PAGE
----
"Of all the skills you can learn in university as an aspiring developer, version control with Git is arguably one of the most applicable and useful. Git is a tool for tracking changes made to files among many people. This is critical for software development in a team setting as it allows multiple people to work on the same files at the same time, merging their changes together as they go. 

Git is not just for teams though! Git is useful for managing multiple versions of your code and can be used to track code locally just on your own computer. The Software Developer’s Club (SDC) will be putting on a series of workshops to teach you how to use git individually, as well as how to use Git for a group project you might do in school.

The first workshop in the series (Introduction to Git) will be 2 hours long. This workshop assumes 0 knowledge of git & version control. Learn what Git is and why it’s useful. In this crash course we will help you install and configure Git on your computer, and will teach you the basics of using Git in your projects/assignments.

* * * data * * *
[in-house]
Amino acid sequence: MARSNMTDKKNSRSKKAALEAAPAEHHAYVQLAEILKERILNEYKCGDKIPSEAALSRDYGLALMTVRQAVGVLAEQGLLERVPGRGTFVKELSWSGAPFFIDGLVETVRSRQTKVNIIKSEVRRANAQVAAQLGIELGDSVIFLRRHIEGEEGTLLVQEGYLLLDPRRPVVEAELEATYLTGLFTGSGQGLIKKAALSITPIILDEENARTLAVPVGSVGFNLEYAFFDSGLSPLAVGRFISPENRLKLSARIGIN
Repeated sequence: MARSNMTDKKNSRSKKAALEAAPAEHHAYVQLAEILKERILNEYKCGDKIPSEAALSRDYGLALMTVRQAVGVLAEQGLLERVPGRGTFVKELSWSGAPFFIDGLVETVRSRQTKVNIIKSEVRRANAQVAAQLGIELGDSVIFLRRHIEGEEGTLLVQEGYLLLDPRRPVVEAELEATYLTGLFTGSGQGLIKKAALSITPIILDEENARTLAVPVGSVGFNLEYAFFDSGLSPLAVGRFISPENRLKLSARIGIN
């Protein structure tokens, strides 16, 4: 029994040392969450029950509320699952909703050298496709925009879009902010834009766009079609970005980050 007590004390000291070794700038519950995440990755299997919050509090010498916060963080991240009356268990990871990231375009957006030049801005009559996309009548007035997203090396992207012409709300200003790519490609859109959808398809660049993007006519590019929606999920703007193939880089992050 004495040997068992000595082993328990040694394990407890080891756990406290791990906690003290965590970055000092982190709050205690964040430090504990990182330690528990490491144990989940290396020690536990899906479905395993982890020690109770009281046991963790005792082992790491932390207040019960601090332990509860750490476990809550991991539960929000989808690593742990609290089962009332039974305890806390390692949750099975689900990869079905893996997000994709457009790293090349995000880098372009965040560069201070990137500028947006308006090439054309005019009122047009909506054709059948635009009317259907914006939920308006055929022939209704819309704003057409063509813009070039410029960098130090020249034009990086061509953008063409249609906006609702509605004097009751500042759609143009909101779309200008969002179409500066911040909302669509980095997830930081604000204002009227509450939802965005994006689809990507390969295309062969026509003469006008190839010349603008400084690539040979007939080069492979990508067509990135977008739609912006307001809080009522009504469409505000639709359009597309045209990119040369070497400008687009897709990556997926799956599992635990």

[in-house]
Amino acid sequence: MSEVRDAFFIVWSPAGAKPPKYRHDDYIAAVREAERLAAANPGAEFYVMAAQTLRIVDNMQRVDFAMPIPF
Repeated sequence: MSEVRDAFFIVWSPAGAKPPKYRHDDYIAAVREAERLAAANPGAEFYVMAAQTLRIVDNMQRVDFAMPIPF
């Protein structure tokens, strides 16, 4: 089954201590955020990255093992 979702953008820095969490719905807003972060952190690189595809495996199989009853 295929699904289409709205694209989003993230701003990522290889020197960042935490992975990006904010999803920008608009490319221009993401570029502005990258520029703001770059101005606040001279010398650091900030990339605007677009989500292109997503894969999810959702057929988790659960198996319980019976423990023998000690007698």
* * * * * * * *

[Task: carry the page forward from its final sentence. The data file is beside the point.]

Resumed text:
The next workshop (Collaborating in a Group) will build on the introduction to Git workshop. We will teach you how to synchronize your work with your team-mates using the popular site GitHub. This workshop will cover setting up your GitHub account, pushing & pulling from remotes, as well as merging/conflict resolution. After this workshop you will have the tools and know-how to work on software projects with multiple people, even if those people are spread around the globe.

The final workshop (Advanced Topics) will cover more advanced topics that are useful for working on complex large-scale repositories. Topics in this workshop are directly applicable to enterprise-grade repositories. We will cover rebasing commits, deployment hooks, and several popular branching & workflow methodologies commonly found in industry and open-source projects."

By: Kevin Zürn, September 22nd, 2017